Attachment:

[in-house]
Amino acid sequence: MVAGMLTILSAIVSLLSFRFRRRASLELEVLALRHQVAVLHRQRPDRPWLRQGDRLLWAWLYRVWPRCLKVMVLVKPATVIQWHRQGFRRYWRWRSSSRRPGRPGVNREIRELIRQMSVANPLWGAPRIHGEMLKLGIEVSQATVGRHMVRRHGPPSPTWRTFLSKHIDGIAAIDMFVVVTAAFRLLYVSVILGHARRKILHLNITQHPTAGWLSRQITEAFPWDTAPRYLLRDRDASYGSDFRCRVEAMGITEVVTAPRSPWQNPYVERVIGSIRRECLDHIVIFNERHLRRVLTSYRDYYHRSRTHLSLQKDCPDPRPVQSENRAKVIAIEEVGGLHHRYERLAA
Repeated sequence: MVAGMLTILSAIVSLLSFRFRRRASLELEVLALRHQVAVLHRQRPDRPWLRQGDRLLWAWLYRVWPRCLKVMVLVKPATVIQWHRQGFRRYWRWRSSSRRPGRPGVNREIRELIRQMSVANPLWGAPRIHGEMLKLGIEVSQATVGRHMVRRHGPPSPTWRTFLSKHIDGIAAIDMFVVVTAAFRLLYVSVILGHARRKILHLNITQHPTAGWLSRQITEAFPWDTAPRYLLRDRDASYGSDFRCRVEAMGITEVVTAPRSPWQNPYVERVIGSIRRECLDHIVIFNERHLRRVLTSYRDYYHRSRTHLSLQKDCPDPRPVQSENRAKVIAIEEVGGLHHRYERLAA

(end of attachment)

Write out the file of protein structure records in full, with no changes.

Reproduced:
[in-house]
Amino acid sequence: MVAGMLTILSAIVSLLSFRFRRRASLELEVLALRHQVAVLHRQRPDRPWLRQGDRLLWAWLYRVWPRCLKVMVLVKPATVIQWHRQGFRRYWRWRSSSRRPGRPGVNREIRELIRQMSVANPLWGAPRIHGEMLKLGIEVSQATVGRHMVRRHGPPSPTWRTFLSKHIDGIAAIDMFVVVTAAFRLLYVSVILGHARRKILHLNITQHPTAGWLSRQITEAFPWDTAPRYLLRDRDASYGSDFRCRVEAMGITEVVTAPRSPWQNPYVERVIGSIRRECLDHIVIFNERHLRRVLTSYRDYYHRSRTHLSLQKDCPDPRPVQSENRAKVIAIEEVGGLHHRYERLAA
Repeated sequence: MVAGMLTILSAIVSLLSFRFRRRASLELEVLALRHQVAVLHRQRPDRPWLRQGDRLLWAWLYRVWPRCLKVMVLVKPATVIQWHRQGFRRYWRWRSSSRRPGRPGVNREIRELIRQMSVANPLWGAPRIHGEMLKLGIEVSQATVGRHMVRRHGPPSPTWRTFLSKHIDGIAAIDMFVVVTAAFRLLYVSVILGHARRKILHLNITQHPTAGWLSRQITEAFPWDTAPRYLLRDRDASYGSDFRCRVEAMGITEVVTAPRSPWQNPYVERVIGSIRRECLDHIVIFNERHLRRVLTSYRDYYHRSRTHLSLQKDCPDPRPVQSENRAKVIAIEEVGGLHHRYERLAA